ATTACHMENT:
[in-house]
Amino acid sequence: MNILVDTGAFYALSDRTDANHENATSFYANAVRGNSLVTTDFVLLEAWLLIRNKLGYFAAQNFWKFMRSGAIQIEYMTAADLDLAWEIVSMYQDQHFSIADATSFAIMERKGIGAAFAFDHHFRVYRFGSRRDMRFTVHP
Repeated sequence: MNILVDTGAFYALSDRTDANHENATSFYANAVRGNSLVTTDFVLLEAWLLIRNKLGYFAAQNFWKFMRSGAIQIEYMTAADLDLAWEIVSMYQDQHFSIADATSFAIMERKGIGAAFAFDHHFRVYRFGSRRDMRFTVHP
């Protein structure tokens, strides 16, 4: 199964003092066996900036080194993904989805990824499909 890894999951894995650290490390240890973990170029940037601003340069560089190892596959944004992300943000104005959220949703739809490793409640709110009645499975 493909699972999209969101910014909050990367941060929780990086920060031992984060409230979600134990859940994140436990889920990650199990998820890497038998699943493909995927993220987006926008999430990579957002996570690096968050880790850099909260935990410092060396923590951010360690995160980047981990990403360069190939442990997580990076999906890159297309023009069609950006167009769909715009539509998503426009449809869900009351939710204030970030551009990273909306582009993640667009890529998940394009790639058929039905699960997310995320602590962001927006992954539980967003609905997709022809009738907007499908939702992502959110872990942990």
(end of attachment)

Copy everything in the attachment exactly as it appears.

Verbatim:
[in-house]
Amino acid sequence: MNILVDTGAFYALSDRTDANHENATSFYANAVRGNSLVTTDFVLLEAWLLIRNKLGYFAAQNFWKFMRSGAIQIEYMTAADLDLAWEIVSMYQDQHFSIADATSFAIMERKGIGAAFAFDHHFRVYRFGSRRDMRFTVHP
Repeated sequence: MNILVDTGAFYALSDRTDANHENATSFYANAVRGNSLVTTDFVLLEAWLLIRNKLGYFAAQNFWKFMRSGAIQIEYMTAADLDLAWEIVSMYQDQHFSIADATSFAIMERKGIGAAFAFDHHFRVYRFGSRRDMRFTVHP
């Protein structure tokens, strides 16, 4: 199964003092066996900036080194993904989805990824499909 890894999951894995650290490390240890973990170029940037601003340069560089190892596959944004992300943000104005959220949703739809490793409640709110009645499975 493909699972999209969101910014909050990367941060929780990086920060031992984060409230979600134990859940994140436990889920990650199990998820890497038998699943493909995927993220987006926008999430990579957002996570690096968050880790850099909260935990410092060396923590951010360690995160980047981990990403360069190939442990997580990076999906890159297309023009069609950006167009769909715009539509998503426009449809869900009351939710204030970030551009990273909306582009993640667009890529998940394009790639058929039905699960997310995320602590962001927006992954539980967003609905997709022809009738907007499908939702992502959110872990942990």